Then I would let students loose and work in small groups to remix two websites by providing the simple tutorial tools provided by hackasaurus.

Building Better Digital Reader and Writers

This project would have many benefits. Students would have opportunities to exchange strategies without decontextualizing the reading. They would work with the html code that is still the backbone of digital writing. Finally they would understand how perspectives shape the words and images authors use while building their argumentative writing skills.

Collaborative Case Studies

Last night during the combined #engchat and #sschat some folks were asking m about how I use collaborative case studies to improve argumentative writing. Since my original post was deleted I thought I would try to recreate it.

First I am a huge fan of collaborative writing to support argumentative writing. Not because it is backed by empirical research (it is see Writing Next ) but because I know it works.

Increases Strategy Exchange
I am a firm believer that teaching isn't about learning new strategies to read and write but it is a matter of building in opportunities for emerging reader and writers to exchange Just in Time strategies embedded in literacy practices. Collaborative writing allows for in-depth discussion, meaningful revision, and thoughtful composition over time.

More Efficient and Effective Assessment

Collaborative writing also eases the assessment burden on teachers. Much of my teaching is online and managing hundreds of post while reading twenty essays is daunting. Having students write in groups of 4-5 reduces my load.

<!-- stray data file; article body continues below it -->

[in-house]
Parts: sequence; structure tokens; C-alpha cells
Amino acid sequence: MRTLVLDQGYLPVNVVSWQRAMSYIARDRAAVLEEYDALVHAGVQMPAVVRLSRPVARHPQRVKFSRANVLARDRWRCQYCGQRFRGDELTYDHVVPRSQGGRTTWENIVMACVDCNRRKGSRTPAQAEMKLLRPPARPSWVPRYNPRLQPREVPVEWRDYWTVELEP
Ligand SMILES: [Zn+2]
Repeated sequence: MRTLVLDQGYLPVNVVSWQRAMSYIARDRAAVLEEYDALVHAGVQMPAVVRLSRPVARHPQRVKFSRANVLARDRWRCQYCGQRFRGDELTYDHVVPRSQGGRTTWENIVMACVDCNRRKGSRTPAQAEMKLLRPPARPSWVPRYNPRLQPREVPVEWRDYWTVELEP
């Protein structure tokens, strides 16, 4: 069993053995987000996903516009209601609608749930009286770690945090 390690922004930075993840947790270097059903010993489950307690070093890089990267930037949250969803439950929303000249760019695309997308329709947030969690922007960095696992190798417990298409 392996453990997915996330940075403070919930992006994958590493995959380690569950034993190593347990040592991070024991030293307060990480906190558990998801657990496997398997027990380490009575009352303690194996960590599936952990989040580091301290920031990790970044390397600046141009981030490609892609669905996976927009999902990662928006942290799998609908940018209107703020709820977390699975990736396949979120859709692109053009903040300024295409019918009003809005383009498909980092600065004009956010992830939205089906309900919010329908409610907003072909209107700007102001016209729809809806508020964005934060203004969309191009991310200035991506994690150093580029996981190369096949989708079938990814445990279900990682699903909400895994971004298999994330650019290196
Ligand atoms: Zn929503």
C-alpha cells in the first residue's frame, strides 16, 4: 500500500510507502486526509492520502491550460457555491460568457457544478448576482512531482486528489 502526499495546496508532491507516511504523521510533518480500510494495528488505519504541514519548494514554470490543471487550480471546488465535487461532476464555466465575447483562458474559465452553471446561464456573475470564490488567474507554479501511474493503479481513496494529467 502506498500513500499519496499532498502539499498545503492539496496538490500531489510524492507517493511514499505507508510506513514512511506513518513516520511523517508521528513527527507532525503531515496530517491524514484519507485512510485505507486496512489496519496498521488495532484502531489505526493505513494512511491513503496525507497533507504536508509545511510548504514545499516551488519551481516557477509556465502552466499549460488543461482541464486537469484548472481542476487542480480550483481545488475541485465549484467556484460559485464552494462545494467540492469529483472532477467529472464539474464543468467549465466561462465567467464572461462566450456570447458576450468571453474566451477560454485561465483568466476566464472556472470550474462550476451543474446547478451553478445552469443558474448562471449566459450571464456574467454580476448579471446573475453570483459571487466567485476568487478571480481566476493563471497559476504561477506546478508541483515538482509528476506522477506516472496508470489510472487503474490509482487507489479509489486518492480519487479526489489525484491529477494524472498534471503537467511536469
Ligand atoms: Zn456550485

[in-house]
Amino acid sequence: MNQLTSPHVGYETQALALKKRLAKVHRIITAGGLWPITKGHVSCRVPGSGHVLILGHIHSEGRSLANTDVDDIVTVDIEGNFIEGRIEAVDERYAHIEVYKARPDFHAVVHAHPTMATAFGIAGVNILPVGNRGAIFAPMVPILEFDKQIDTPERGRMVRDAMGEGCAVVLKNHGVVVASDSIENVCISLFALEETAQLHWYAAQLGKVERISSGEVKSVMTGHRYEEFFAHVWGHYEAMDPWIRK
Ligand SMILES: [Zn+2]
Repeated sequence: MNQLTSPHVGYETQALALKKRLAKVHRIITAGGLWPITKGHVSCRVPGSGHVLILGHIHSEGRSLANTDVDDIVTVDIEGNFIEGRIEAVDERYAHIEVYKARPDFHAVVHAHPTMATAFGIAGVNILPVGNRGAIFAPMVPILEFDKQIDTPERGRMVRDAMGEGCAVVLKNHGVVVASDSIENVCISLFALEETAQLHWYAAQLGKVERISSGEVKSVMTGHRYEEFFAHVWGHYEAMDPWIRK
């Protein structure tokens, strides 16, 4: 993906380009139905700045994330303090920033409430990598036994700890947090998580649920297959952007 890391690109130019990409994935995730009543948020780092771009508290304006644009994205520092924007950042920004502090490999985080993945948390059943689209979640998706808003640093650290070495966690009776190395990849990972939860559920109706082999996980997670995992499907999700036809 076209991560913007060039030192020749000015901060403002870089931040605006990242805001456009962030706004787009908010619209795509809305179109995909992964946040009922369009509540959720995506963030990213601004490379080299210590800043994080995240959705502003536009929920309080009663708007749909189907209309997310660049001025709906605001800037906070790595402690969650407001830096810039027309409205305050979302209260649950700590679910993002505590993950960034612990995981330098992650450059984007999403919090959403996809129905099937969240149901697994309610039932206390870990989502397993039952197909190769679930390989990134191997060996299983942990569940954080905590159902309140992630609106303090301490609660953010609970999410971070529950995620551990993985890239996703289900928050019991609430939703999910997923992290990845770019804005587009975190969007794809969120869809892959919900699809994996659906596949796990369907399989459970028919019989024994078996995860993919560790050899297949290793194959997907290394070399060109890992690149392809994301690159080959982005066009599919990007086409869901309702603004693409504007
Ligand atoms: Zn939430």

The assessment is also more meaningful. I can look for growth not simply in the final product but using the comments on a wiki or GDocs I can see students growth through the process of writing.They leave comments to each other and I can look at these comments to see if student "X" understands supporting details.

New tools also allow for greater accountability. As teachers who have assigned group projects we have all had the pushy parent proclaiming their child was the only productive member of the group. Using the revision history we can show students how we track the work load.

Real Life Experience
We are all now familiar with the adage, "In the real world it is collaboration in schools it is cheating." Last night during #engsschat folks, who had spent time in actual writing careers, commented that my description of collaborative case study reminded them of editorial meetings. If we are going to prepare students to write themselves into the world we need to build in opportunities for collaboration.

How it Works

I begin by giving my students a controversial issue or inquiry question such as is "Google Making us Dumber?" Then I give them multiple sources to consider such as the Cspan book talk  with Mark Bauerlein and Neil Howe debating "The Millennials: The Dumbest Generation or the Next Great Generation?"

Then in groups they decide how they will read the sources and compose a document. They then start composing on a wiki or gDocs.

I then sit back and watch the writing process unfold:

After taking collaborative notes the students plan their essay:

Then they draft and revise:

Finally they publish a piece:

Overall it is very effectice and I encourage everyone interested in supporting argumentative writing to give it a try.